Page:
Last weekend was yet another one spent at the swimming pool. I must admit I enjoy weekends like that. My wife and I get to spend time talking with each other and the many other great people supporting those in the water. And we get to see our son push himself to new heights doing something that he loves. In his first year of swimming we defined success as completing each race without a disqualification. Best times were also an important way for him to measure his progress. A legal swim with a personal best time was the epitome of a great swim. Last weekend’s meet was the first of his second long course season. He swam seven events and in each case he met last year’s definition of success. It was a good weekend.

As we left the US Naval Academy, which hosted the meet, my wife and I congratulated him on a great job and his response was less than enthusiastic. In somewhat disbelief, I asked him if he was pleased with finishing at or near the top and qualifying for the State Championship in each event. He replied, “Yes, I am pleased, but I am not satisfied.” I smiled big and could see that he met a significant milestone in his maturation. Some might see those two words as synonyms, and just him knowing that they were different was good enough for me. When we are “pleased”, we are happy with a given situation. When we are “satisfied”, we acknowledge that the conditions are “good enough” and meet our needs/wants. He was pleased with his progress and the result, but now knows he is capable and wanting of even more. He wants to break records and he wants to finish first. In essence, he wants to realize his potential and has become more aware that there is plenty of room for improvement. He’s pleased when he improves, but he will not be satisfied for some time. I find that to be an extremely healthy way to pursue our passions.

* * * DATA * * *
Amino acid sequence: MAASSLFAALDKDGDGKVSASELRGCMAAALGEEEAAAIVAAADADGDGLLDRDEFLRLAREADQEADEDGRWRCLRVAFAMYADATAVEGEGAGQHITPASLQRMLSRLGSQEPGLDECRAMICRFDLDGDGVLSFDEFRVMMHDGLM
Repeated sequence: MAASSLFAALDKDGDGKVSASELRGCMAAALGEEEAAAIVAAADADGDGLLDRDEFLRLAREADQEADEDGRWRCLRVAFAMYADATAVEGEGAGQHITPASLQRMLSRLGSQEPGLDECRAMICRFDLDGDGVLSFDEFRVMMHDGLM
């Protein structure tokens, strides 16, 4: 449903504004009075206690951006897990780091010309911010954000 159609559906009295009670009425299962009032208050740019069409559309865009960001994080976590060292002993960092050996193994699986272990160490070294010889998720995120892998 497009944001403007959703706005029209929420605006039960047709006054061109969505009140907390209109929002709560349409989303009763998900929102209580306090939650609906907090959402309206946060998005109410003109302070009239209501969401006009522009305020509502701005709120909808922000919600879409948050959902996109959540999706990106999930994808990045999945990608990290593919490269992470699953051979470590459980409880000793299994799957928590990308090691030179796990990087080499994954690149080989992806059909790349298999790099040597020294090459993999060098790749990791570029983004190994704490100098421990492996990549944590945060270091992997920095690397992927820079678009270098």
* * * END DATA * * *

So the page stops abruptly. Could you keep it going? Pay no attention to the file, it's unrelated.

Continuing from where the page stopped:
As I take stock of various parts of my life, there are areas where I am pleased, others where I am satisfied, and still others where I am neither or both. I find that when I look at things that happened in the past, I am satisfied (in large part because there isn’t much I can do about changing yesterday). When I look at the now, I migrate toward the (dis)pleased ends of the spectrum. I believe the reason is I feel as though I can influence the outcome in hopes of reaching satisfaction in the future. And when I contemplate the future I am neither.  I am excited and hopeful, and I may even fool myself into feeling a periodic sense of pleasure and satisfaction as I envision what it could be. Since that ride home last weekend, each time my wife or I drop our son off at swim practice, we do so with pride. We know each practice brings him pleasure (he loves the pool) and he is using the opportunity to pursue satisfaction, for satisfaction is essential to success. It was the great Coach Wooden who said, “Success is peace of mind which is a direct result of self-satisfaction in knowing you did your best to become the best you are capable of becoming.” It’s important to acknowledge and celebrate that which gives us pleasure, and it’s vital that we keep the satisfaction bar high.

  • What aspects of your life are you most pleased about?
  • Are you satisfied with your personal growth and the state of your relationships?
  • What could and should be better? What will you make better?